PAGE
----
Stop Apple Spotlight from slowing down your Mac by preventing it to index node_modules folders

Speaking of node_modules folders, this tip by Roel Van Gils came to mind:

Hat tip, Roel! But wait dear reader, there’s more …


In case you want to retroactively add .metadata_never_index files to your node_modules folders, use this command as suggested by @malfaitrobin (a former student of mine):

$ find . -type d -name "node_modules" -exec touch "{}/.metadata_never_index" \;

You might need to reindex Spotlight after this before it takes effect:

$ sudo mdutil -i on /


To stay ahead of things, it’d be much better to create this .metadata_never_index file before running npm install.

As nor npm install (issue) nor yarn install (issue) have the creation of said file integrated, I use a preinstall script that does the job for me.

To enable it, add the line(s) below to your package.json:

"scripts": {
  "preinstall": "mkdir -p ./node_modules && touch ./node_modules/.metadata_never_index"

The preinstall script will be run right before npm install does its thing, ensuring the presence of the .metadata_never_index file inside ./node_modules 🙂

Did this help you out? Like what you see?
Consider donating.

I don’t run ads on my blog nor do I do this for profit. A donation however would always put a smile on my face though. Thanks!

☕️ Buy me a Coffee ($3)

Easily find and remove old and heavy node_modules/vendor folders with npkill

When working in web, you can be left with several lost node_modules (JS) and vendor (PHP) folders spread across your filesystem, unnecessarily taking up space.

To find these, I use the following command:

# List all node_modules (from current directory down) and their size
$ find . -name 'node_modules' -type d -prune -print | xargs du -chs

To remove all these, I use the following command:

# Remove all node_modules folders (from current directory down)
$ find . -name 'node_modules' -type d -prune -print -exec rm -rf '{}' \;

ℹ️ Replace node_modules with vendor to search for vendor folders (PHP)

But what if you only want to delete only a select few of those folders? Enter npkill, a tool that offers a UI to allow you to do just that in quick way:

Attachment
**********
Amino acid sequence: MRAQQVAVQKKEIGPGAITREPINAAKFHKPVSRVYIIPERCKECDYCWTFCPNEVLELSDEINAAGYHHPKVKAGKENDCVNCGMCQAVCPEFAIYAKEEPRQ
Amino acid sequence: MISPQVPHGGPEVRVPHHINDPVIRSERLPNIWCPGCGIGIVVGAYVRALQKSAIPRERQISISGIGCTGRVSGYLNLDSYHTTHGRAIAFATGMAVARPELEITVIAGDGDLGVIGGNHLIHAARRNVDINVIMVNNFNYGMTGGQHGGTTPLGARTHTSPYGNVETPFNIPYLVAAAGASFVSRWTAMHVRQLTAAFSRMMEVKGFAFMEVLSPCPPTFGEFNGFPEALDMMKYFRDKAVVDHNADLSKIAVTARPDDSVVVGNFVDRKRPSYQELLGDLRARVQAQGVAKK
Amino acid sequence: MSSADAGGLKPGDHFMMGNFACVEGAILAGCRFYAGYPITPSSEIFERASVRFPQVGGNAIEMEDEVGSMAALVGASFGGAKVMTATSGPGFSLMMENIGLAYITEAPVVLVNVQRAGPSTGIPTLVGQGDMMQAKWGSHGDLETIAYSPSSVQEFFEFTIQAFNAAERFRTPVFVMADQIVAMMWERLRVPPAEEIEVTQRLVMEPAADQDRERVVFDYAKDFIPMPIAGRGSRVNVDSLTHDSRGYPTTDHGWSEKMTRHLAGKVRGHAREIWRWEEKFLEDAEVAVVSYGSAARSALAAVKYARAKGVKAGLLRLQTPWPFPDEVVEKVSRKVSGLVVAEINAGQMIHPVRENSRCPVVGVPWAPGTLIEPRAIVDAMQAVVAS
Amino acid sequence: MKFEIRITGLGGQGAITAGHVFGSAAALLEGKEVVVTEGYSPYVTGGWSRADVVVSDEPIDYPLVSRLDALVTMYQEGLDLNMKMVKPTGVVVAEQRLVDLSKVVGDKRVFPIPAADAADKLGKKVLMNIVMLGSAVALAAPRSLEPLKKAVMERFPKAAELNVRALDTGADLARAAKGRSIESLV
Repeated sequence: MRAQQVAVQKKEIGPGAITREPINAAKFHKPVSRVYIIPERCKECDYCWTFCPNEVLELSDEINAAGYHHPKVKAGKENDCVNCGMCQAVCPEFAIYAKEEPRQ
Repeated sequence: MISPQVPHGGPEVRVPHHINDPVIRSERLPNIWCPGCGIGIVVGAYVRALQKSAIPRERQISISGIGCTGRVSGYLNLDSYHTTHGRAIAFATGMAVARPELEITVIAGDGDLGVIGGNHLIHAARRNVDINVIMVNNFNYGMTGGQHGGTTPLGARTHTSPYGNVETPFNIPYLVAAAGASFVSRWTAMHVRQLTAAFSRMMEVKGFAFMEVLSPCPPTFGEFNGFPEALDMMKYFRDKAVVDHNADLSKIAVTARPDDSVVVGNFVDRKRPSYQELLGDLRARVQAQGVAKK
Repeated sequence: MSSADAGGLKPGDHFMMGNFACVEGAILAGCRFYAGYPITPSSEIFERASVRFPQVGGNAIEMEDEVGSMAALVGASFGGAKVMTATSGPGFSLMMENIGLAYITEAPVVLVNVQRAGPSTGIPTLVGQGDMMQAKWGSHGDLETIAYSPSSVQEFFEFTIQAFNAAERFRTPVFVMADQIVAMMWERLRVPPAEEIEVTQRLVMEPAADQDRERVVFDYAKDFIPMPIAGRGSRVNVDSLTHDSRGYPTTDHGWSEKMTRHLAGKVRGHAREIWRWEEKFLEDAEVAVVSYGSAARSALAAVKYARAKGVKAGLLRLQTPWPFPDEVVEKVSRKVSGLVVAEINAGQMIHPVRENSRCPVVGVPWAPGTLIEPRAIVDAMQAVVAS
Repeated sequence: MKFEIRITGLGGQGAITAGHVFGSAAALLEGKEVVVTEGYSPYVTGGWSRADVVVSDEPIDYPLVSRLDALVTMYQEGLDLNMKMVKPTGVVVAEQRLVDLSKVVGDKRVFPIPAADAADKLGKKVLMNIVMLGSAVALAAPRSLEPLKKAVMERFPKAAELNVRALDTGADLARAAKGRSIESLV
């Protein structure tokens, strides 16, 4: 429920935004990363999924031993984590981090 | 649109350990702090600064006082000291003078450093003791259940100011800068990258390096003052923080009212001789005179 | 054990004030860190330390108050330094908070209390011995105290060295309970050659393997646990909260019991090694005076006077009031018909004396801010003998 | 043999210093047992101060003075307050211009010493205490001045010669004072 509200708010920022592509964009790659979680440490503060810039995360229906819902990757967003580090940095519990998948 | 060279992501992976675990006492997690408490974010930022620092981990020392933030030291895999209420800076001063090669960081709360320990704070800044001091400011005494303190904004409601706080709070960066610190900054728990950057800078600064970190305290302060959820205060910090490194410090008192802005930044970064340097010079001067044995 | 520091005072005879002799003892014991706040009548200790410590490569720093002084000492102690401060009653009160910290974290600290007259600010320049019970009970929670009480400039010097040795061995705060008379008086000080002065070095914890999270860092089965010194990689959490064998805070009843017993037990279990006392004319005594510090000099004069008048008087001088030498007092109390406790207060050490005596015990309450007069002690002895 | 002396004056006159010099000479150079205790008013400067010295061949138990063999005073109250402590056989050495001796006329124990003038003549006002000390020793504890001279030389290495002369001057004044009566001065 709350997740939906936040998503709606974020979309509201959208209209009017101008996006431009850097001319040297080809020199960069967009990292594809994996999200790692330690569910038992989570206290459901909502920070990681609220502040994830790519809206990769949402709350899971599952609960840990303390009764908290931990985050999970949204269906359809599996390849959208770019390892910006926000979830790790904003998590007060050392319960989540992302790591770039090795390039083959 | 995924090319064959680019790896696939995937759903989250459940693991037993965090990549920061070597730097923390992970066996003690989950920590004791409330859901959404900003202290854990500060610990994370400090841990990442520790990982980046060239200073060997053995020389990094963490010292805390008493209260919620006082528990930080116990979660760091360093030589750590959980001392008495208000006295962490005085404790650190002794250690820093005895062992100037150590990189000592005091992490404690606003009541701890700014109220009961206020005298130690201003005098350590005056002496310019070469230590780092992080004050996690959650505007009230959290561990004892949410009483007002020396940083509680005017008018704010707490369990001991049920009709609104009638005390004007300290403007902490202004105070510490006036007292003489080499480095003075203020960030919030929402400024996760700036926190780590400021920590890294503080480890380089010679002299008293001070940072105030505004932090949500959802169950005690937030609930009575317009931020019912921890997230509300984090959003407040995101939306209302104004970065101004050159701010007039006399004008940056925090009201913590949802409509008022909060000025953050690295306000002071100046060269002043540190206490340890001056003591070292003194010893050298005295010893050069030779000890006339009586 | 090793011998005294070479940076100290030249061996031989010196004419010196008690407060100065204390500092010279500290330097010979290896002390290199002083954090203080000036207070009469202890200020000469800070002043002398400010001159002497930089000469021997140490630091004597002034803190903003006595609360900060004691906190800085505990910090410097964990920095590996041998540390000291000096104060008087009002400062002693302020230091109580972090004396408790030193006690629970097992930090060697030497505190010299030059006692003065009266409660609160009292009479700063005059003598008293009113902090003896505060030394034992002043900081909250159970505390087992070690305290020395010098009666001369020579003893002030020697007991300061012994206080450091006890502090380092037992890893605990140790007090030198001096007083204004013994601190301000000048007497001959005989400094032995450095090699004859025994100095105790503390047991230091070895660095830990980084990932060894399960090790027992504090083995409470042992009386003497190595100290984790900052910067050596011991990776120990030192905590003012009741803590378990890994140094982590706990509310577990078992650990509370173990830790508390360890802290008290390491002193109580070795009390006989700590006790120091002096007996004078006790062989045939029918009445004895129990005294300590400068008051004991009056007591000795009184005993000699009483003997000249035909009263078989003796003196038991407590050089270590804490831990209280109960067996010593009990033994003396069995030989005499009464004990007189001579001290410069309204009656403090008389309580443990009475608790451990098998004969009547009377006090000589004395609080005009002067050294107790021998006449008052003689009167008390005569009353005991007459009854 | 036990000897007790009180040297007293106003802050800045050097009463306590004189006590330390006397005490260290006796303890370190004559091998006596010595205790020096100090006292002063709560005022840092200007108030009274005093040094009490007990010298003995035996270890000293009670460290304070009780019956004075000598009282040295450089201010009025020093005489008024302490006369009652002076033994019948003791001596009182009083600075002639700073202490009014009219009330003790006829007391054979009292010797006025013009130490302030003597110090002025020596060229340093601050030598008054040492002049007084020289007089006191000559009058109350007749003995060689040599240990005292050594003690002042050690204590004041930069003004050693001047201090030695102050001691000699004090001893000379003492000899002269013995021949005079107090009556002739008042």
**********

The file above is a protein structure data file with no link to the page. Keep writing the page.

This tool allows you to list any node_modules directories in your system, as well as the space they take up. You can then select which ones you want to erase to free up space. Yay!

You could install it globally, or leverage npx to run it immediately:

$ npx npkill

Using its --target option, you can use it to target vendor folders

$ npx npkill --target vendor

NPKILL – Easily find and remove old and heavy node_modules folders →

Paint Holding in Google Chrome

One of the features that shipped with Chrome 76 is “Paint Holding”. It’s a technique that removes the “flash of white” – e.g. the white page you briefly see while the browser is loading the next page – when navigation between two pages on the same origin, thus delivering a smoother experience to the user.

The way this works is that we defer compositor commits until a given page load signal (PLS) (e.g. first contentful paint / fixed timeout) is reached. Waiting until a PLS occurs reduces likelihood of flashes of white/solid-color.

No idea what the fixed timeout is, but let it be another reason make your site as fast as hell 🙂

Paint Holding – reducing the flash of white on same-origin navigations →

Star Wars: The Mandalorian

Trailer for The Mandalorian, a Star Wars live-action series, due November 12 on Disney+:

After the stories of Jango and Boba Fett, another warrior emerges in the Star Wars universe. “The Mandalorian” is set after the fall of the Empire and before the emergence of the First Order. We follow the travails of a lone gunfighter in the outer reaches of the galaxy far from the authority of the New Republic.

How To Organize Team Building Retreats

UX studio, a Budapest based 30-person design company on how they plan their team retreats, how they keep the balance between fun activities and serious work during those retreats, etc:

Every six months, our whole UX company travels to a remote location in Hungary’s countryside for two days to have fun and decide together about our big goals.

These team building retreats play an important part in UX studio’s culture. We have been doing them for five years now, and we love them dearly. So, after ten of them, I’m sharing my learnings and giving tips to those of you just starting out with the corporate retreat concept.

How To Organize Team Building Retreats →

Learn about security by hacking a fake bank using a real hacking method

Cool interactive site showing your how to perform a Server Side Request Forgery hack, based on a true incident: